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In the sad midnight, while thy heart still bled,
Peasants bring forth in safety.—Can it be,
Of sackcloth was thy wedding garment made;
How strange is the course that a Christian must steer?
How perplexed is the path he must tread? The hope of his happiness rises from fear,
And his life he receives from the dead.
His fairest pretensions must wholly be waved,
And his best resolutions be crost;
Till he finds himself utterly lost.
When all this is done, and his heart is assured
Of the total remission of sins; When his pardon is signed, and his peace is procured',
From that moment his conflict begins.
I pity bashful men, who feel the pain
And bear the marks upon a blushing face Of needless shame, and self-imposed disgrace. Our sensibilities are so acute, The fear of being silent makes us mute. We sometimes think we could a speech produce Much to the purpose, if our tongues were loose; But being tried, it dies upon the lip, Faint as a chicken's note that has the pip: Our wasted oil unprofitably burns, Like hidden lamps in old sepulchral urns. Few Frenchmen of this evil have complained; It seems as if we Britons were ordained, By way of wholesome curb upon our pride, To fear each other, fearing none beside. The cause perhaps inquiry may descry, Self-searching with an introverted eye, Concealed within an unsuspected part, The vainest corner of our own vain heart: For ever aiming at the world's esteem, Our self-importance ruins its own scheme; In other eyes our talents rarely shown, Become at length so splendid in our own, We dare not risk them into public view, Lest they miscarry of what seems their due.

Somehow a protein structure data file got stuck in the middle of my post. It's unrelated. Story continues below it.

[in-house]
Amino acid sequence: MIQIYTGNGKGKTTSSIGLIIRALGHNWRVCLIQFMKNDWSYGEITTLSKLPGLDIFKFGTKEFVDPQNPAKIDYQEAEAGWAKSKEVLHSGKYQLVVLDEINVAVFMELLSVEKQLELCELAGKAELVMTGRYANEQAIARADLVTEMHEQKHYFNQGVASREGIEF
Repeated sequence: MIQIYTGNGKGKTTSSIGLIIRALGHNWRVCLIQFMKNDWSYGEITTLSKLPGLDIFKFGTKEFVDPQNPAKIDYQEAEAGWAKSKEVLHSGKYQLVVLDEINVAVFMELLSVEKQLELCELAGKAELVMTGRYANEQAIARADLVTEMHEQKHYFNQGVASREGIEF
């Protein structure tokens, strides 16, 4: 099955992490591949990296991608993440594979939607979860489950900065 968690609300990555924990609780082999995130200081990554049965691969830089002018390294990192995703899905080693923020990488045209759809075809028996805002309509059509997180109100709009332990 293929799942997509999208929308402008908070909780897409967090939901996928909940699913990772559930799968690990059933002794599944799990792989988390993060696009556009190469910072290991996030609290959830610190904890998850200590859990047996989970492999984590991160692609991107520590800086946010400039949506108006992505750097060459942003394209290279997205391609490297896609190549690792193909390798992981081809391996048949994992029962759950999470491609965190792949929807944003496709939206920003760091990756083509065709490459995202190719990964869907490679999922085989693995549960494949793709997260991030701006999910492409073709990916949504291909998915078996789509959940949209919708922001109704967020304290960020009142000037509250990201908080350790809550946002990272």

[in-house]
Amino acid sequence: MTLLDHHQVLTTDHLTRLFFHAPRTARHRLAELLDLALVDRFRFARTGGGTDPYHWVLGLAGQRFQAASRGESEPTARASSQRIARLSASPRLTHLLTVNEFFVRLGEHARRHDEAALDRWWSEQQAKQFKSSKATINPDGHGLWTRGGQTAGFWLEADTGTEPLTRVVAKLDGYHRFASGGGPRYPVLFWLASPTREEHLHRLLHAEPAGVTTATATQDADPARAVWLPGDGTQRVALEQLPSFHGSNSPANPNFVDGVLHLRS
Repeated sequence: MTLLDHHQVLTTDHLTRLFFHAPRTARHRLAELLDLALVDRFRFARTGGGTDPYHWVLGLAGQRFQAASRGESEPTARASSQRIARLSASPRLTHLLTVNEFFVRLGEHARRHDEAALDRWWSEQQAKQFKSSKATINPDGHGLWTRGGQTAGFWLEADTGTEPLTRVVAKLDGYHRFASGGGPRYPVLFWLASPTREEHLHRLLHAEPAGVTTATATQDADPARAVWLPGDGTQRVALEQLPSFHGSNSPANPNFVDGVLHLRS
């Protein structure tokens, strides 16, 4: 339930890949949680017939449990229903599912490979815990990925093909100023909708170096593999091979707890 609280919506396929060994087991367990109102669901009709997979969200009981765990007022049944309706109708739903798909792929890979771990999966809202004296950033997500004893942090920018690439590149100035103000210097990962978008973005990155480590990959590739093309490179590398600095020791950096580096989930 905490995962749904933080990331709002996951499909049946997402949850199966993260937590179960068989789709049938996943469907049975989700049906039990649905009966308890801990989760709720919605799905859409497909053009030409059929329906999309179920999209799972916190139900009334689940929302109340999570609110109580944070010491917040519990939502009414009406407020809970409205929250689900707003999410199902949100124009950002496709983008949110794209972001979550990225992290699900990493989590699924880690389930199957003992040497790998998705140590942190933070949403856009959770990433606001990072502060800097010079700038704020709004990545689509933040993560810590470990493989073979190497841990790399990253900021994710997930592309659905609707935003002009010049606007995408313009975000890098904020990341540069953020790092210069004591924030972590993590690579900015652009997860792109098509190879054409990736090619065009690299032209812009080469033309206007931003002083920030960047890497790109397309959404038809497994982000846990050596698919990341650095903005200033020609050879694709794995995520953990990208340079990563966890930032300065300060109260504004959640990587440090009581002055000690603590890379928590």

OH! THINK NOT MY SPIRITS, &c.
Oh! think not my spirits are always as light,
And as free from a pang, as they seem to you now, Nor expect that the heart-beaming smile of to-night
Will return with to-morrow to brighten ray brow; No, life is a waste of wearisome hours,
Which seldom the rose of enjoyment adorns; And the heart that is soonest awake to the flowers
Is always the first to be touched by the thorns! But send round the bowl, and be happy awhile;
May we never meet worse in our pilgrimage here Than the tear that enjoyment can gild with a smile,
And the smile that compassion can turn to a tear!
The thread of our life would be dark, heaven knows,
If it were not with friendship and love intertwined, And I care not how soon I may sink to repose,
When these blessings shall cease to be dear to my mind: But they who have loved the fondest, the purest,
Too often have wept o'er the dream they believed; And the heart that has slumbered in friendship securest,
Is happy indeed if 'twas never deceived.
But send round the bowl—while a relic of truth
That the sunshine of love may illumine our youth,
O heard ye yon pibrach sound sad in the gale,
Glenara came first with the mourners and shroud;
In silence they reached, over mountain and moor,
'And tell me, I charge you I ye clan of my spouse, Why fold ye your mantles, why cloud ye your brows?'